A production case study
Why the grant was made
Louise’s two key aims were:
- to develop her practice as a curator/producer within Wales
- to expand her horizons, experiment, explore and develop ideas and to work collaboratively with Mission Gallery and present a new group exhibition and associated programme, which seeks out and engages wider audiences
Between October 2015 and April 2016 this project brought an independent early career curator (Louise Hobson) into an institution (Mission Gallery), both with different ways of working.
Through the process of curating a group exhibition with artists Catherine Biocca, Cornelia Baltes, Rosalie Schweiker - and the associated programme at Mission Gallery, Louise came to understand the actions that lead to the making of an exhibition.
From funding, to researching, selecting, emailing, visiting, persuading, budgeting, coordinating, writing, printing, facilitating, compromising, adapting, promoting, transporting, reflecting, curating, reporting.
How did Louise benefit?
Seeing this process through from beginning to end, within and yet independent of, an established institution, has enormously developed her practice as a curator/producer working in Wales.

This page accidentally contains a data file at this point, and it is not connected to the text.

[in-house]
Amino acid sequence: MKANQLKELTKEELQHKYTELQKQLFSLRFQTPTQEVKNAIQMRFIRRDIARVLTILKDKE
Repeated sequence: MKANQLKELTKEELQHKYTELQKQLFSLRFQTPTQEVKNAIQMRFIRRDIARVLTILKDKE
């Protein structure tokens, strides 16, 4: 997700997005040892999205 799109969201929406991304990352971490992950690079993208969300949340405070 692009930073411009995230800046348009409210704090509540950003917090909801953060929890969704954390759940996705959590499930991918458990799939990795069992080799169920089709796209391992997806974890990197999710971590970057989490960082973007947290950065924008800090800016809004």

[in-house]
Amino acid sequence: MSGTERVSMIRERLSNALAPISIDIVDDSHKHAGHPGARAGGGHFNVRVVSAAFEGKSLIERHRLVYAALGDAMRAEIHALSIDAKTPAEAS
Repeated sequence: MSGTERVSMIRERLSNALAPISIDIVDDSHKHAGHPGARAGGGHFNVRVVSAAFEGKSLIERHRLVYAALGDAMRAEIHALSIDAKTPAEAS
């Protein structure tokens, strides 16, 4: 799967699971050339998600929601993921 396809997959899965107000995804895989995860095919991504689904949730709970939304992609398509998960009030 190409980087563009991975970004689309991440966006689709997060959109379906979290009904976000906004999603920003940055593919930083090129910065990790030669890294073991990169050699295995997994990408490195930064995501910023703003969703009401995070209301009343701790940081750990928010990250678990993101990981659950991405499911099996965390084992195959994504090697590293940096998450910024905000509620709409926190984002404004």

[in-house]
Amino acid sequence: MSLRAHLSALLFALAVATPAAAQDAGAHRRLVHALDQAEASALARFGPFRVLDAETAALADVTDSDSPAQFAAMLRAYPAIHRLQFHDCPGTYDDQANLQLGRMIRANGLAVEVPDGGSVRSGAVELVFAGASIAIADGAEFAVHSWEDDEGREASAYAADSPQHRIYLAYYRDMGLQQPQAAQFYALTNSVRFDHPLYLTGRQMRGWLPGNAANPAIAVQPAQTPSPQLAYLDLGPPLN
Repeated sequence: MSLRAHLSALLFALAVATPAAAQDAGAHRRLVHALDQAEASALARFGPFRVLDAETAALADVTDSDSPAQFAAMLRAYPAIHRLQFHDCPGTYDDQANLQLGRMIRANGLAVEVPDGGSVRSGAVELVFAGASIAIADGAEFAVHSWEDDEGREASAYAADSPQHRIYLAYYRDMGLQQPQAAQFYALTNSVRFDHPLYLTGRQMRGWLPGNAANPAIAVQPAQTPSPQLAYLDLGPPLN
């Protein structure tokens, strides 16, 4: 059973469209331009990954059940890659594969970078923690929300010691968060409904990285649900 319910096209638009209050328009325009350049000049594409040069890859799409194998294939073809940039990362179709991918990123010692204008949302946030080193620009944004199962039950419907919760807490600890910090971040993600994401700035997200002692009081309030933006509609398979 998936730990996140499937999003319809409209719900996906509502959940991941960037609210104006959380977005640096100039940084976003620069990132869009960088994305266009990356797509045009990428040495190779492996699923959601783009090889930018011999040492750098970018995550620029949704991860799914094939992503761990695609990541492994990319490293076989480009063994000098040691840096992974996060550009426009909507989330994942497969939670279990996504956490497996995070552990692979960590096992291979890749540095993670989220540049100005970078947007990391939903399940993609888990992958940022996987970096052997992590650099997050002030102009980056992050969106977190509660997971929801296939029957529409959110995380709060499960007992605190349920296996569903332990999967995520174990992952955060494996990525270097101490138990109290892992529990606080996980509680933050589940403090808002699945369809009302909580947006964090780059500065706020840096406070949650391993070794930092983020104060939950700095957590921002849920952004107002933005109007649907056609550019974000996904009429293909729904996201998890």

Louise was able to take risks and approach this exhibition as an exercise and space created through a cumulative process of collaboration in dialogue with the artists, Mission Gallery and peers. She set out to approach the gallery as a laboratory, a space to experiment, and create, to be curious and courageous.
Louise does however acknowledge that in taking risks, ‘failures’ are likely, and that learning to build on failure is critical in terms of learning and development. It’s how we move the conversation forward, how we test new ideas and find new ground for contemporary practice in Wales.
"In addition to developing my practice, the groups I hoped would benefit from this project were: the contributing artists, Mission Gallery, audience members/gallery users and early career Wales based creative professionals."
Were there any challenges?
Upon reflection, Louise felt less confident that the project achieved the right balance between being outward looking, but also rooted in Wales.
In working with three international artists, with no previous connection to Wales, the roots to local audiences were not so established. Next time, Louise suggests she’d work differently to facilitate this connection, in the hope of enabling a stronger local connection, and willingness to engage with unfamiliar international practice.
Louise said that "Thinking about future iterations of this project, I feel a more active orientation of the relationship would be useful. An orientation which facilitates a creative framework, a dialogue and a space within which to work collectively."
More generally, Louise noted that she has learned that it's useful to consider how independent practitioners in Wales explore their capacity to work together to articulate what arts organisations and independent curators provide and need - to propose new ways of being and doing.